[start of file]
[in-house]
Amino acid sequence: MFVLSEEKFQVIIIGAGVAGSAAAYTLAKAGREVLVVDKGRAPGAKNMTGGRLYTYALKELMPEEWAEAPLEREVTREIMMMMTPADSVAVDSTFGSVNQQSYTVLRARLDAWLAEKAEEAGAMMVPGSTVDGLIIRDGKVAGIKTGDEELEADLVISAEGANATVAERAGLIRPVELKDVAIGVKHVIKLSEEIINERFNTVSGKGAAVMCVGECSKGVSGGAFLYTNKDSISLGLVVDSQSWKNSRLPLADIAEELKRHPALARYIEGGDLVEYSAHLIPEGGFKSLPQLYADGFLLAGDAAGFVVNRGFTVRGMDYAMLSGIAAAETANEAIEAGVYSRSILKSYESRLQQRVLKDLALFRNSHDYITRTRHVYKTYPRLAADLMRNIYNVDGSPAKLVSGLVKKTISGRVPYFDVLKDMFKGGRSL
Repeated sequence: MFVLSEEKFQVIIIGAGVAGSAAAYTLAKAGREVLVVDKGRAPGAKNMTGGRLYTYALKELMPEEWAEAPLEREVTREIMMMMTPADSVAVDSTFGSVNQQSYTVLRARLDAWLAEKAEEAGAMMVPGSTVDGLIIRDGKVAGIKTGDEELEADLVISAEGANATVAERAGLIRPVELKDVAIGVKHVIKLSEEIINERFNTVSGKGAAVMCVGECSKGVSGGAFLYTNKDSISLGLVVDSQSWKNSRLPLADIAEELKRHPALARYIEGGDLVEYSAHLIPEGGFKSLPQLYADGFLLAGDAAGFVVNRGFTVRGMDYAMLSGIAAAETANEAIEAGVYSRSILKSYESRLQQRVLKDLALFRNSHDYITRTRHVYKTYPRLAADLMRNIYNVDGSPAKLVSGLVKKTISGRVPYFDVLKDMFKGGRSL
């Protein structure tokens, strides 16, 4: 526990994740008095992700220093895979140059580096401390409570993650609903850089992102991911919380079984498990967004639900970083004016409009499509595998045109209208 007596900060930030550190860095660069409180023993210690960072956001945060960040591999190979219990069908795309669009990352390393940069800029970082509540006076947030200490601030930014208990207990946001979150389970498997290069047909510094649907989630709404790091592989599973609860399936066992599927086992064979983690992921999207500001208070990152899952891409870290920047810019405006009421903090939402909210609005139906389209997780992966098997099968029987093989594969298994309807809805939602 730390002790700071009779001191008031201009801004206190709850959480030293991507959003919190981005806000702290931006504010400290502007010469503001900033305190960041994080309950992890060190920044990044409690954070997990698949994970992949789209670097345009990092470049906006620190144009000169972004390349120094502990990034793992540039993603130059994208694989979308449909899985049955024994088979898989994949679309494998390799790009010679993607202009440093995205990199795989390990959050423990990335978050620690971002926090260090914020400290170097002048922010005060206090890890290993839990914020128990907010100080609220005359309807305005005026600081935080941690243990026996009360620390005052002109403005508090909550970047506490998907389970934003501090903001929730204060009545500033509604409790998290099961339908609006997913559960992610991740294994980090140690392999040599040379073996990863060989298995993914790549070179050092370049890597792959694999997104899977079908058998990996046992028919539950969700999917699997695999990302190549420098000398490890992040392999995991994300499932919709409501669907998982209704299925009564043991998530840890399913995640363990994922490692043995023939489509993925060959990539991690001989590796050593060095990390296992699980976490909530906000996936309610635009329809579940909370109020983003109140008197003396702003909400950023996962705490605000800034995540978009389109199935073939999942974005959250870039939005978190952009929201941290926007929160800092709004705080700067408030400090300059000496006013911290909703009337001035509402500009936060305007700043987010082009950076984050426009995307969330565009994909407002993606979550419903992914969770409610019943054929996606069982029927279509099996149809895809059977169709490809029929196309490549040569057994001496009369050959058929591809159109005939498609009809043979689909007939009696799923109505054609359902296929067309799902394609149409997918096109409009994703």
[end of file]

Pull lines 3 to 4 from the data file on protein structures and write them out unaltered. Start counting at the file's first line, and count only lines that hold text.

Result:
Repeated sequence: MFVLSEEKFQVIIIGAGVAGSAAAYTLAKAGREVLVVDKGRAPGAKNMTGGRLYTYALKELMPEEWAEAPLEREVTREIMMMMTPADSVAVDSTFGSVNQQSYTVLRARLDAWLAEKAEEAGAMMVPGSTVDGLIIRDGKVAGIKTGDEELEADLVISAEGANATVAERAGLIRPVELKDVAIGVKHVIKLSEEIINERFNTVSGKGAAVMCVGECSKGVSGGAFLYTNKDSISLGLVVDSQSWKNSRLPLADIAEELKRHPALARYIEGGDLVEYSAHLIPEGGFKSLPQLYADGFLLAGDAAGFVVNRGFTVRGMDYAMLSGIAAAETANEAIEAGVYSRSILKSYESRLQQRVLKDLALFRNSHDYITRTRHVYKTYPRLAADLMRNIYNVDGSPAKLVSGLVKKTISGRVPYFDVLKDMFKGGRSL
């Protein structure tokens, strides 16, 4: 526990994740008095992700220093895979140059580096401390409570993650609903850089992102991911919380079984498990967004639900970083004016409009499509595998045109209208 007596900060930030550190860095660069409180023993210690960072956001945060960040591999190979219990069908795309669009990352390393940069800029970082509540006076947030200490601030930014208990207990946001979150389970498997290069047909510094649907989630709404790091592989599973609860399936066992599927086992064979983690992921999207500001208070990152899952891409870290920047810019405006009421903090939402909210609005139906389209997780992966098997099968029987093989594969298994309807809805939602 730390002790700071009779001191008031201009801004206190709850959480030293991507959003919190981005806000702290931006504010400290502007010469503001900033305190960041994080309950992890060190920044990044409690954070997990698949994970992949789209670097345009990092470049906006620190144009000169972004390349120094502990990034793992540039993603130059994208694989979308449909899985049955024994088979898989994949679309494998390799790009010679993607202009440093995205990199795989390990959050423990990335978050620690971002926090260090914020400290170097002048922010005060206090890890290993839990914020128990907010100080609220005359309807305005005026600081935080941690243990026996009360620390005052002109403005508090909550970047506490998907389970934003501090903001929730204060009545500033509604409790998290099961339908609006997913559960992610991740294994980090140690392999040599040379073996990863060989298995993914790549070179050092370049890597792959694999997104899977079908058998990996046992028919539950969700999917699997695999990302190549420098000398490890992040392999995991994300499932919709409501669907998982209704299925009564043991998530840890399913995640363990994922490692043995023939489509993925060959990539991690001989590796050593060095990390296992699980976490909530906000996936309610635009329809579940909370109020983003109140008197003396702003909400950023996962705490605000800034995540978009389109199935073939999942974005959250870039939005978190952009929201941290926007929160800092709004705080700067408030400090300059000496006013911290909703009337001035509402500009936060305007700043987010082009950076984050426009995307969330565009994909407002993606979550419903992914969770409610019943054929996606069982029927279509099996149809895809059977169709490809029929196309490549040569057994001496009369050959058929591809159109005939498609009809043979689909007939009696799923109505054609359902296929067309799902394609149409997918096109409009994703």